Whale watchers heading to the State’s far west coast are helping to deliver sustainable economic benefits for the region’s Aboriginal communities.
During the past year, around 28,000 people have visited the Head of the Bight Visitor Centre – near the Nullarbor Plain – to watch adult Southern Right Whales and their calves close to the coastline.
The Visitor Centre is on land held by the Aboriginal Lands Trust (ALT).
Aboriginal Affairs and Reconciliation Minister Ian Hunter says the revenue generated by the Visitor Centre is helping to create opportunities for Aboriginal people in the Head of the Bight region.
“The Visitor Centre is becoming a signature tourism destination for South Australia, as the whales often swim close to the Centre’s viewing platform,” he says.
“The majority of the income generated by the Centre is invested back into repairs, maintenance, and upgrades, as well as other ALT initiatives. Much of the repair and maintenance work is undertaken by local Aboriginal people, creating sustainable job opportunities for the region’s Aboriginal communities.
“There is now a great opportunity to build on the success of the Visitor Centre by taking advantage of the 400,000 tourists that travel across the Nullarbor Plain every year.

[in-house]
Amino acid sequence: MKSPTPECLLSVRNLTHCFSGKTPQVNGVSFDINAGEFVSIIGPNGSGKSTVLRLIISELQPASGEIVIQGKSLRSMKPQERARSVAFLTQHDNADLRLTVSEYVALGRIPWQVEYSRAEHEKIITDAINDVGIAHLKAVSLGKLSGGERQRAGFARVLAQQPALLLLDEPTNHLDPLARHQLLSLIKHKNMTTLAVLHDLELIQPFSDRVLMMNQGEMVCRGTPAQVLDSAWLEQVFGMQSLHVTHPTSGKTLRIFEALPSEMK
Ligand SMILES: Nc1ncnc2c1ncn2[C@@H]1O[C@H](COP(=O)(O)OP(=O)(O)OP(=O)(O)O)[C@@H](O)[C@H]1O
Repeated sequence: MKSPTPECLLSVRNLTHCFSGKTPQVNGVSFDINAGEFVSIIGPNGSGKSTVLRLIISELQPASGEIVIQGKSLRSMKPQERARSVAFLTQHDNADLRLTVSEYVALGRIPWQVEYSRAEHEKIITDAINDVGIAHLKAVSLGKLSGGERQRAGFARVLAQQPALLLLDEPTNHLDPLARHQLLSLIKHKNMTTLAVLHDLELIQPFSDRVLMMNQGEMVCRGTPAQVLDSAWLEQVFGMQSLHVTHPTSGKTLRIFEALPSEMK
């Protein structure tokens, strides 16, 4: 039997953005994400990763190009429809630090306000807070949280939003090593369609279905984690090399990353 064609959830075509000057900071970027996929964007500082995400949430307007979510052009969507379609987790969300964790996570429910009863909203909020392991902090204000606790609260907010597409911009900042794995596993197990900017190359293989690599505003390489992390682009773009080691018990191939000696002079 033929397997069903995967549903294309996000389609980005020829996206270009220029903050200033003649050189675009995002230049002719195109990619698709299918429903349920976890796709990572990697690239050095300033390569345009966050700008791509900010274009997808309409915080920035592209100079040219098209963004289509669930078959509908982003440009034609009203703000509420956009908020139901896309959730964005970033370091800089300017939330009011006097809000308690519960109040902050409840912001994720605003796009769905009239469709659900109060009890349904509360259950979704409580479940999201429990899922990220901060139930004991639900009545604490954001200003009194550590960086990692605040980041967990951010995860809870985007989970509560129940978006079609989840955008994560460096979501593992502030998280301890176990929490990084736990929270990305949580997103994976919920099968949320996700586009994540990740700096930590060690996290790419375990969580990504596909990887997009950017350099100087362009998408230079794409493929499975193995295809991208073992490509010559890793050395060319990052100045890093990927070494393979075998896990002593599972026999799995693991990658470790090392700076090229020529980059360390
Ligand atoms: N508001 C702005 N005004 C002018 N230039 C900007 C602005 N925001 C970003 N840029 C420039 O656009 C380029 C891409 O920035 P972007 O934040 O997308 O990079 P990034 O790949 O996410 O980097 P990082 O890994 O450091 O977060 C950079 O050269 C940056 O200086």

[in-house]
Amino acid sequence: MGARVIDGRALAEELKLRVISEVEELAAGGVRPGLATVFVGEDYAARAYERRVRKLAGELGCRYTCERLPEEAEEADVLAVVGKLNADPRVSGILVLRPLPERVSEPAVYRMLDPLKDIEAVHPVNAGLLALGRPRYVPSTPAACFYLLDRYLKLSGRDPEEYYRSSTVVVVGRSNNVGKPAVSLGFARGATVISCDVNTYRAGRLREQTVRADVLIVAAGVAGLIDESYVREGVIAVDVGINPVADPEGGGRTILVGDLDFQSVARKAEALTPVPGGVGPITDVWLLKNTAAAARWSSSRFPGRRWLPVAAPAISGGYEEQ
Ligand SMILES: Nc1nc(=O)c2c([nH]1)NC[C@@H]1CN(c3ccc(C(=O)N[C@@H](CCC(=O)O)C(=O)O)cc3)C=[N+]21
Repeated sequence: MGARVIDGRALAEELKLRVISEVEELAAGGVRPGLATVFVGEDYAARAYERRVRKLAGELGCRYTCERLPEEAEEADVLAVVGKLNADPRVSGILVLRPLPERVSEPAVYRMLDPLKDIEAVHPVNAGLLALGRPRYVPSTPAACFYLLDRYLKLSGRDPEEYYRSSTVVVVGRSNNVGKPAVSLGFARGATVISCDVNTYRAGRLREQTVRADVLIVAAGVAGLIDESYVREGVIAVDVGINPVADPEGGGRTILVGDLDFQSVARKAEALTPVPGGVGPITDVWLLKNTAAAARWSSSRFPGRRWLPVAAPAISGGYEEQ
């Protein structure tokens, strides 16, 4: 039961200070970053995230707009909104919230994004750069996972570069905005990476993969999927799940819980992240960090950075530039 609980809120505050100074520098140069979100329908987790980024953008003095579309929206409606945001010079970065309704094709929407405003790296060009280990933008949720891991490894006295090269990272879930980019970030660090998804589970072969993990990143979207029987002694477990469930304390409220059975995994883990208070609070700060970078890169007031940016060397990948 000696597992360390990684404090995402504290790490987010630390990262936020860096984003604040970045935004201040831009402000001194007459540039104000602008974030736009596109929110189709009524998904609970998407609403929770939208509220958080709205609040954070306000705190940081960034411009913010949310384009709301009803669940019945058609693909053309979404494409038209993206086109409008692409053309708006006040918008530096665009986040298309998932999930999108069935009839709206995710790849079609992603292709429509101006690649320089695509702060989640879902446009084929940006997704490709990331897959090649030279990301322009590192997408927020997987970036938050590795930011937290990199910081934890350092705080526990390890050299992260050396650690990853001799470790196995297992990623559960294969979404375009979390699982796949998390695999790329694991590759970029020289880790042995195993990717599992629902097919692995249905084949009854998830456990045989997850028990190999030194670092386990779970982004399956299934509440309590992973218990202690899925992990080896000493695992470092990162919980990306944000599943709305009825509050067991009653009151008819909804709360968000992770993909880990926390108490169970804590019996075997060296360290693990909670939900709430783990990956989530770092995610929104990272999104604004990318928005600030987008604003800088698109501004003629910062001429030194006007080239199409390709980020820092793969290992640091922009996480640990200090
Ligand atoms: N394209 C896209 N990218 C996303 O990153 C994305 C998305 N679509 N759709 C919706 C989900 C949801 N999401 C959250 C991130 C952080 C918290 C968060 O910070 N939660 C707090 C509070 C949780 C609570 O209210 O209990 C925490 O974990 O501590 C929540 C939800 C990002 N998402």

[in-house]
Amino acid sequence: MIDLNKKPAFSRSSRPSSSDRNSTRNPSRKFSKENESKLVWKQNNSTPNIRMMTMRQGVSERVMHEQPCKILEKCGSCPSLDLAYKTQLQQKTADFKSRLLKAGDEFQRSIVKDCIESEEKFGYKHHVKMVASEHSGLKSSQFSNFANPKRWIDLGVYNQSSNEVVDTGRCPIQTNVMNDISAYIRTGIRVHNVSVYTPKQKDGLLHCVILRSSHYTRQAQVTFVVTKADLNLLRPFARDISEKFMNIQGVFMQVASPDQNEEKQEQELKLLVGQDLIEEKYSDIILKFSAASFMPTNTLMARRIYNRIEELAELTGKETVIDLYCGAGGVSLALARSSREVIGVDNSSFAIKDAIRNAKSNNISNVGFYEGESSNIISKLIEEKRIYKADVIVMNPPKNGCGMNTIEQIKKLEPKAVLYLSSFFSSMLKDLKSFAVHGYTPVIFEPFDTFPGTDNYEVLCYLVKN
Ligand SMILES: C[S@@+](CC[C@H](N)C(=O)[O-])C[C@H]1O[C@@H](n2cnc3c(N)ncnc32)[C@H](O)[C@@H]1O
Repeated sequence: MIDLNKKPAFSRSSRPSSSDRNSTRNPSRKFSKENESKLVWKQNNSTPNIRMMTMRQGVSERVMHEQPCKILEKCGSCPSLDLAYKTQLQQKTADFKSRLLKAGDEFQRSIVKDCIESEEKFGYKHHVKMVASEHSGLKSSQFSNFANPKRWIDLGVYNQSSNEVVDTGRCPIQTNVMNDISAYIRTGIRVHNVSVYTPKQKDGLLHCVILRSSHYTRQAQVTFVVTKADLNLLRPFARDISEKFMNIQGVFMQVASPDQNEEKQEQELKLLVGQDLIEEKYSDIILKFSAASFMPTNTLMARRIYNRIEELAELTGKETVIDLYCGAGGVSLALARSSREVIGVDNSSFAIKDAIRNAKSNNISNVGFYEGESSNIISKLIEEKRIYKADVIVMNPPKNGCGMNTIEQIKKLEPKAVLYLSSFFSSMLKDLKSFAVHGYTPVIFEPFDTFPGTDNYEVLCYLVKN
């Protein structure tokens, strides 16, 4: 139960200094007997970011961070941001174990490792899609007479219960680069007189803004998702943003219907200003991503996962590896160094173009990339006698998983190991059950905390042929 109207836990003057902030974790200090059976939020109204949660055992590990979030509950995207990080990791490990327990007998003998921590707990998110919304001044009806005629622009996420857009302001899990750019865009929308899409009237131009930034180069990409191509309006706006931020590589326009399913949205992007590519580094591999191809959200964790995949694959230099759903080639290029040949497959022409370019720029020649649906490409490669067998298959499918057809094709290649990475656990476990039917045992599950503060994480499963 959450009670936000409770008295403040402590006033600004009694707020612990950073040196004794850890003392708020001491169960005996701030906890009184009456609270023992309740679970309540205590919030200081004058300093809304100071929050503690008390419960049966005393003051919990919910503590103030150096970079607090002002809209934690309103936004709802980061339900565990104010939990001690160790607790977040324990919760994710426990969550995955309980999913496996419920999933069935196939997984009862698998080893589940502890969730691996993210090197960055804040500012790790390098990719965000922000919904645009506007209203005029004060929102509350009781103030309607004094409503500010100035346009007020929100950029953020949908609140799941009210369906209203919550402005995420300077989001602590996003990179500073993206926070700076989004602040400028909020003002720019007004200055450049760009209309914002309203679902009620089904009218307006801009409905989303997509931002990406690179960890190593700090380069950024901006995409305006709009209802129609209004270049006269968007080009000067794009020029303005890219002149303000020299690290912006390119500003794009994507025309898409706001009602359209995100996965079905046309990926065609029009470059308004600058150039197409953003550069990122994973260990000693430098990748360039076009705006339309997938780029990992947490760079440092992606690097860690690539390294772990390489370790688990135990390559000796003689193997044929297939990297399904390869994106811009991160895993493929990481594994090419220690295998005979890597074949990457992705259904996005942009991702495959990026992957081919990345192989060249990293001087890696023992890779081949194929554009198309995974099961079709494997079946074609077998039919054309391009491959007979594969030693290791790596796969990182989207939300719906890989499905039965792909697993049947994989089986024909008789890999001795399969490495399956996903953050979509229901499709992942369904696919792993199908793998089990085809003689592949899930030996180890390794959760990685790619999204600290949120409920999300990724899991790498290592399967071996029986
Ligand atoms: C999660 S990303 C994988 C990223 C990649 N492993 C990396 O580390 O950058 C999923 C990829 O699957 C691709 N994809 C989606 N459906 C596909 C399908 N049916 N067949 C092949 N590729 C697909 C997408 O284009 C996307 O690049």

“This part of our State is rich in Aboriginal dreaming stories and several unique species of flora and fauna including Ospreys, Wedge Tail Eagles, Blue-breasted Fairy Wrens, Scarlet-chested Parrots, wombats, several species of reptiles and snakes, and some rare species such as the native apricot (Pittosporum phylliraeoides).
“The Head of the Bight Visitor Centre has become a blueprint for future economic development initiatives managed by the Aboriginal Lands Trust,” says Minister Hunter."
The Aboriginal Lands Trust was established under the Aboriginal Lands Trust Act 1966. The Act was the first in Australia to ensure that titles to existing Aboriginal Reserves were held in trust on behalf of all Aboriginal people in South Australia.
During recent consultations to review the Act, positive support has emerged for a move towards increasing the scope of the legislation to focus on economic and commercial development on Aboriginal Lands Trust land.